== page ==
Saudis' biggest oil surge in five years barely steadies OPEC output

By Grant Smith on 7/2/2018

LONDON (Bloomberg) -- Saudi Arabia’s biggest oil-production surge in five years was only enough to keep OPEC’s output steady last month, as losses elsewhere in the group piled up.

The kingdom is delivering on its promise to try and tame crude prices, boosting output by 330,000 bpd in June to 10.3 MMbpd, according to a Bloomberg News survey of analysts, oil companies and ship-tracking data. That’s the biggest monthly jump in production since July 2013.

But disruptions in Libya, coupled with ongoing supply losses in Venezuela and Angola, meant overall output from the Organization of Petroleum Exporting Countries rose only 30,000 bpd to 31.83 MMbpd.

With oil prices at their highest in more than three years, Saudi Arabia -- OPEC’s biggest member -- is under intense political pressure from U.S. President Donald Trump to cool the rally and ease the strain on the global economy. That pressure is set to grow as Trump hits the Saudis’ political nemesis, Iran, with sanctions and urges the kingdom to fill the gap.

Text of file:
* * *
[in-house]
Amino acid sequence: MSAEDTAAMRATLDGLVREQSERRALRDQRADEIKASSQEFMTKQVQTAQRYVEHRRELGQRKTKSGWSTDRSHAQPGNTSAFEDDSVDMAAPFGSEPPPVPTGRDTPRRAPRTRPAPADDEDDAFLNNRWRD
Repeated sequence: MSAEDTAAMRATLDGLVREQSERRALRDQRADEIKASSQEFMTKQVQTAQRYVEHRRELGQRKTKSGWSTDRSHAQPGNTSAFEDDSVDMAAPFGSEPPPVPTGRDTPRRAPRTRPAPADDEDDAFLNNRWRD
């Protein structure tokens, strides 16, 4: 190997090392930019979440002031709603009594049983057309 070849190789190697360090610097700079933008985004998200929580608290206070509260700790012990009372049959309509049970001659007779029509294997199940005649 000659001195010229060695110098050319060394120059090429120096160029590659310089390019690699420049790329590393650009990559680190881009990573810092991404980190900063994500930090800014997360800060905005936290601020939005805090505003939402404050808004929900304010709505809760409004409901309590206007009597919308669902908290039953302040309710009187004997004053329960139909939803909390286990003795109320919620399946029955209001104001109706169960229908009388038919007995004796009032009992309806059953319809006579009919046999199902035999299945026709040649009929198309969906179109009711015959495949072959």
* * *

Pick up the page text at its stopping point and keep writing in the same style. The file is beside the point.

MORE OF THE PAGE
The survey shows the scale of the challenge the Saudis face. Even before sanctions make a dent in Iranian exports, losses are accumulating in OPEC’s other troubled members.

Venezuela’s output has sunk to the lowest in decades as a spiraling economic crisis engulfs the country’s oil infrastructure. In Libya, renewed political clashes have led to control of oil ports passing to a faction that opposes the state oil company.

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